Monday, July 10, 2023

Citric acid content in blueberries

The acidity of fruit plays a crucial role in determining fruit quality and edible flavor, and it is primarily influenced by the accumulation of organic acids.

The pH of blueberries typically falls within the range of 4.0 to 5.0. According to the pH scale, any substance with a pH below 7 is considered acidic, confirming that blueberries are indeed acidic. Ripe blueberries contain an acid content ranging from 1% to 2%, with citric acid being the primary organic acid at a concentration of 1.2%.

Citric acid constitutes a significant portion, accounting for 77% to 87% of the organic acids present in blueberry fruit. Additionally, quinic and malic acids contribute to 4% to 11% of the total acid content, while small quantities of succinic, tartaric, and shikimic acids are also detected.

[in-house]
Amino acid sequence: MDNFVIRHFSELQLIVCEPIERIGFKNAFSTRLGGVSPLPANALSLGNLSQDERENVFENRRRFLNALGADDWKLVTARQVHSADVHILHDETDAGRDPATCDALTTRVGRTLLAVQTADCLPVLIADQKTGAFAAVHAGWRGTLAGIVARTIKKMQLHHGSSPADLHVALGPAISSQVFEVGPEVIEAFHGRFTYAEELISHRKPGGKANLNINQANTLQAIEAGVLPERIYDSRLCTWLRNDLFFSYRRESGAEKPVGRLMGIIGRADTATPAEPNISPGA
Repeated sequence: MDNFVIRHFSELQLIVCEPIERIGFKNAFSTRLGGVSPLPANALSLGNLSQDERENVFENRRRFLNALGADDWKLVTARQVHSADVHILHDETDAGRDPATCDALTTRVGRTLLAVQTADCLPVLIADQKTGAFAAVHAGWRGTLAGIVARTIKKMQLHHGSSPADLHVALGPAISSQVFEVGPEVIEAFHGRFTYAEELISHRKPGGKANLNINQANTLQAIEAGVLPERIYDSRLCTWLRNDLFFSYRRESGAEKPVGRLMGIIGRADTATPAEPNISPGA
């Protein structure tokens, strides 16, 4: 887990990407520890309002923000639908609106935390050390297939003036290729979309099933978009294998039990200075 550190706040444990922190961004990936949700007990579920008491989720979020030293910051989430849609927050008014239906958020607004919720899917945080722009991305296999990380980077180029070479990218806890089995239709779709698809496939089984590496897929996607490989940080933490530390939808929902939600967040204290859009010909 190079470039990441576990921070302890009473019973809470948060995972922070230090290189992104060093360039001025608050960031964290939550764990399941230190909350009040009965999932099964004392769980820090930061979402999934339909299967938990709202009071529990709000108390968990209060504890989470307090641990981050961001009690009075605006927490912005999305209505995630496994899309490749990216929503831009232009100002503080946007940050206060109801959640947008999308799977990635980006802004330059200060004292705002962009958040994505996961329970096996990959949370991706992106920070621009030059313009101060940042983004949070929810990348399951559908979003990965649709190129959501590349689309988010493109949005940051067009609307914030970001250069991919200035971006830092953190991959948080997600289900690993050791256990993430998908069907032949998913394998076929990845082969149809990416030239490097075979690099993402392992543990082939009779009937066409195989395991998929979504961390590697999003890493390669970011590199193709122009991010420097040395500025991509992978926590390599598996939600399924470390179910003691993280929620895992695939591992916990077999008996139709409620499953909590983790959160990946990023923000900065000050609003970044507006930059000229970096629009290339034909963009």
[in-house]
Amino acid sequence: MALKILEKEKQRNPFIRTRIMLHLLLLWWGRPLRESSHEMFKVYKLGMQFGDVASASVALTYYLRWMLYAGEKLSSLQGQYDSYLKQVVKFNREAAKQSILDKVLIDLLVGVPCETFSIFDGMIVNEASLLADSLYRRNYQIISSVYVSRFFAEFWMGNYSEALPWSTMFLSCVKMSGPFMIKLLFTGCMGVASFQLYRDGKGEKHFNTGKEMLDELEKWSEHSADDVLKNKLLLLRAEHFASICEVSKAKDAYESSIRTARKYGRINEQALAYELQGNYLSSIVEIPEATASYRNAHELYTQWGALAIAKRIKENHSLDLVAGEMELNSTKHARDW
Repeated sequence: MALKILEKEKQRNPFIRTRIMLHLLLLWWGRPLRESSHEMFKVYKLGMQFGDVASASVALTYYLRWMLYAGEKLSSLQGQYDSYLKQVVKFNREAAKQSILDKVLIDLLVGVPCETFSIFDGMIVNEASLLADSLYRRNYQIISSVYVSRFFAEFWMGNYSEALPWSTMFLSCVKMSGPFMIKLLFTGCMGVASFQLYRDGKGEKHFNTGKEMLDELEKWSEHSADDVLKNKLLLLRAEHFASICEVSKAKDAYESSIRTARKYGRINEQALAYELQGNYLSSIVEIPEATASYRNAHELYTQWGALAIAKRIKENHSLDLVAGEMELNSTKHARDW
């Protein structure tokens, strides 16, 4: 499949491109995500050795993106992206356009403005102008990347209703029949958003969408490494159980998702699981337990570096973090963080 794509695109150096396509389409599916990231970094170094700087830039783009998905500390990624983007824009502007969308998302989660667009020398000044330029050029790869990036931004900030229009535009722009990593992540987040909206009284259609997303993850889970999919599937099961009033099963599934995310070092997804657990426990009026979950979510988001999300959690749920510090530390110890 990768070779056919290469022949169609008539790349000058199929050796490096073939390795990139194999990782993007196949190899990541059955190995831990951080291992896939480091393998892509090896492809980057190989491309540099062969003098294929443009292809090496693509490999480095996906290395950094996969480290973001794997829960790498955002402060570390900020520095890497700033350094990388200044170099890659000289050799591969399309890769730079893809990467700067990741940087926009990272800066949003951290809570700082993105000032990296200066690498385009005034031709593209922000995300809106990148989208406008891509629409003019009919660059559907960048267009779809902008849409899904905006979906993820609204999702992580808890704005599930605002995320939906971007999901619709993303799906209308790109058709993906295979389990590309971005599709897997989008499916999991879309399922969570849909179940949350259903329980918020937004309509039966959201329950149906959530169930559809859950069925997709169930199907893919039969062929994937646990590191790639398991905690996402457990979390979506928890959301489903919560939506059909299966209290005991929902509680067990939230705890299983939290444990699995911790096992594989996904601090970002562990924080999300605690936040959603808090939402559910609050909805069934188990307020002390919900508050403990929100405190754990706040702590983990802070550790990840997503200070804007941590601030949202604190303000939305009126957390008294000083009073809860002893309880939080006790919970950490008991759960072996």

As the blueberries ripen, their acid content decreases by approximately 22%, primarily attributed to a decline in citric acid. Research indicates a substantial 30% to 40% reduction in the citric acid level between ripe and overripe fruit, while the other acids undergo negligible changes. Since citric acid dominates the overall composition, although the minor acids experience a proportional increase, these changes merely result in a maximum 2.4% increment relative to the original proportion.
Citric acid content in blueberries

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